A judge assigned to review the murder conviction of Anthony Sanborn Jr. will not recuse herself despite a request by the state that she be removed from the case because of two comments she made at Sanborn’s bail hearing, the Portland Unified Criminal Court clerk’s office said Tuesday.

Justice Joyce Wheeler announced her decision orally during an in-chamber conference Tuesday morning, the clerk’s office said. There was no written record of the judge’s decision, or a written record of the state’s motion for her to recuse, which also was made orally during another in-chamber conference Friday.

But the challenge to Wheeler was made public in a motion opposing the recusal by Sanborn’s attorney, Amy Fairfield, who said attorneys for the state who have criticized Wheeler took her comments at the bail hearing out of context.

In a brief statement, the Attorney General’s Office, which prosecutes all murders and represents the state in appeals and post-conviction reviews such as Sanborn’s, confirmed that it would not challenge Wheeler’s decision to stay on.

“We accept her ruling and are prepared to move forward,” Timothy Feeley, spokesman for the Attorney General’s Office, said in a brief written statement.

The state’s request was based on two statements that Wheeler made when she decided to grant Sanborn bail from the Maine State Prison on April 13, 25 years after he was convicted of murdering Jessica L. Briggs. Sanborn is the first murder suspect in state history to be released on bail during a bid to overturn his conviction.

New evidence in the case uncovered by Fairfield suggests that Portland police coerced witnesses to provide false testimony implicating Sanborn. Some of those witnesses, including the only person to claim to have witnessed the murder first-hand, have recanted.

The officers, retired detectives James Daniels and Daniel Young, have denied the allegations in formal affidavits filed in court.

Briggs was 16 when her body was found in Casco Bay near the Maine State Pier. The investigation eventually centered around a group of street kids who Briggs traveled with in Portland.


The first Wheeler statement cited in the recusal request by Assistant Attorney General Meg Elam, who is representing the state, was a discussion by the judge about the state’s star witness at Sanborn’s 1992 trial, Hope Cady, who said at the time that she saw Sanborn stab and kill Briggs on a darkened pier around midnight on May 24, 1989.

But Cady recanted her testimony last month and said she had been threatened by detectives that if she did not go along with what police told her to say, they would lock her up in the Maine Youth Center. Cady also said that she had vision problems as a child, and her vision was 20/200. Fairfield alleges that these facts were never disclosed to the defense in 1992, and could have led to a different outcome at trial.

After Cady recanted, Wheeler delivered a statement summarizing what had been presented and said she found Cady’s recantation to be credible.

“Quite frankly, I wouldn’t have wanted to put – go forward on a case based on her testimony,” Wheeler said, according to the transcript of the hearing, which was cited in Fairfield’s filing.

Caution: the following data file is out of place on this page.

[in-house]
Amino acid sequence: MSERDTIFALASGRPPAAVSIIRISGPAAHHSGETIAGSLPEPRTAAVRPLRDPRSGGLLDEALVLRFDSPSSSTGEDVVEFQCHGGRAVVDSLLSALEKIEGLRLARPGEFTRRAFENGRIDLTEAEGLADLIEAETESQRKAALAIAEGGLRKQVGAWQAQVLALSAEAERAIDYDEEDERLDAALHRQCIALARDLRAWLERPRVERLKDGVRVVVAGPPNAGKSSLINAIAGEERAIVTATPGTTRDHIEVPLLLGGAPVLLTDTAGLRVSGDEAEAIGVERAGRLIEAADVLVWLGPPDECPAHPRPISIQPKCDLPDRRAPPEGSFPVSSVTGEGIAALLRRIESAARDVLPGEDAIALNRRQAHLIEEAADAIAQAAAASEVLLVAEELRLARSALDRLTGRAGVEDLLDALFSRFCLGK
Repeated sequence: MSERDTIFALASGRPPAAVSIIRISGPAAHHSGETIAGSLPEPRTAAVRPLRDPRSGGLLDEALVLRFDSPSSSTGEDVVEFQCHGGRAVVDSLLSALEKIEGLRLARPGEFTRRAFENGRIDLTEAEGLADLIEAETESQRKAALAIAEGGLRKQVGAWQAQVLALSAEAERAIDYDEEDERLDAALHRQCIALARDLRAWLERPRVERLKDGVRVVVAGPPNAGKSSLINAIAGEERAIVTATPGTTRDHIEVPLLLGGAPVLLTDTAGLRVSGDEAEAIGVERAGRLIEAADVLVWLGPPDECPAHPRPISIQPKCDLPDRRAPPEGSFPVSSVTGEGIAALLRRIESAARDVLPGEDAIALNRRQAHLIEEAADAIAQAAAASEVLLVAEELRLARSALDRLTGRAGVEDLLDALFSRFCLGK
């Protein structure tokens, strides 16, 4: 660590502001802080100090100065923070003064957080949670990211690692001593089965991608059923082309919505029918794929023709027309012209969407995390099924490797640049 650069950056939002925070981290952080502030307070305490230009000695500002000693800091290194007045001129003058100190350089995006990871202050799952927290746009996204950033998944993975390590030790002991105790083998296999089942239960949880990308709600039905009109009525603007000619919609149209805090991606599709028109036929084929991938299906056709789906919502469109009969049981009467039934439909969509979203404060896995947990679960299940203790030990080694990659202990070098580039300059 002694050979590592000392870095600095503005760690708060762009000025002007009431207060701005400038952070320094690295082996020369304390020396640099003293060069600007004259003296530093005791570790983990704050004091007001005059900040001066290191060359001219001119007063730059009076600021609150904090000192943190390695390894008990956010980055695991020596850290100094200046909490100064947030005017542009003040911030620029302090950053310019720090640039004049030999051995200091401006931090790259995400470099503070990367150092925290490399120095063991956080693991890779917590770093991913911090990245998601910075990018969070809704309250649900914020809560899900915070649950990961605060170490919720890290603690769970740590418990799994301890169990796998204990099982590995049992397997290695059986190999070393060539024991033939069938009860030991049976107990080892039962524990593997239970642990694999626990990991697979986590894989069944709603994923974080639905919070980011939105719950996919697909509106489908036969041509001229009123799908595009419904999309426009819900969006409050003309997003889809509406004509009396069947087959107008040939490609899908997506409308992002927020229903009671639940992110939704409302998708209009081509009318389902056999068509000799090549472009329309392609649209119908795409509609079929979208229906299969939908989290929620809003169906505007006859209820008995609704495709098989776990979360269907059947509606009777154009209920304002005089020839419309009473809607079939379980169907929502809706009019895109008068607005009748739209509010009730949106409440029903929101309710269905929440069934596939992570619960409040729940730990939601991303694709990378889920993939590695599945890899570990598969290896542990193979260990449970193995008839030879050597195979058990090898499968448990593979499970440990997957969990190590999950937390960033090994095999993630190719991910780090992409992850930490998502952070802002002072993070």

The second statement that Elam cited came moments before Wheeler announced she was granting Sanborn bail.

“This is only a bail hearing so I cannot apologize to you, Mr. Sanborn, at this time,” Wheeler said.

Susan Briggs, Jessica Briggs’ stepmother, said in a phone message to the Press Herald Monday evening, before Wheeler announced her decision to remain on the case, that the family plans to file a complaint with the judiciary regarding Wheeler’s comments and behavior.

Briggs specifically cited the reference that Wheeler made about not being able to apologize to Sanborn. The inference, Briggs said, was that Wheeler would apologize in the future.

“To me that sounds like a judge who is biased, who has already made up her mind, and it just does not sound impartial to me,” said Briggs, of Augusta. “I know like in any law case, somebody’s not going to be happy with the outcome, whether it’s us or whether it’s them. But it needs to be fair. I just feel that with her sitting on the bench, it’s not going to be a fair judgment.”

Briggs did not return calls Tuesday requesting further comment.


Wheeler was first appointed to District Court in March 1994 by Gov. John McKernan, and was appointed to the Superior Court in June 2005 by Gov. John Baldacci. She retired in 2015 and was appointed as active-retired in May of that year by Gov. Paul LePage. The active-retired status lasts for seven years, with an option for reappointment.

Before joining the bench, Wheeler previously worked as general counsel to the University of Maine System for roughly five years.

She has presided over several high-profile cases, including the trial of Linda Dolloff, who tried to kill her husband with his favorite softball bat in 2009 before shooting herself in an attempt to cover up the crime.

In 2013 and 2014, Wheeler oversaw the dispute between Portland and activists over the fate of Congress Square Park.

In 2015, she briefly presided over the trial of Mark Strong Sr., the Thomaston man accused in a Kennebunk prostitute operation. She later recused herself after a defense attorney argued that a connection between one of Wheeler’s law clerks and a prosecutor on the case could create a perception or appearance of bias.

Matt Byrne can be contacted at 791-6303 or at:

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Twitter: MattByrnePPH

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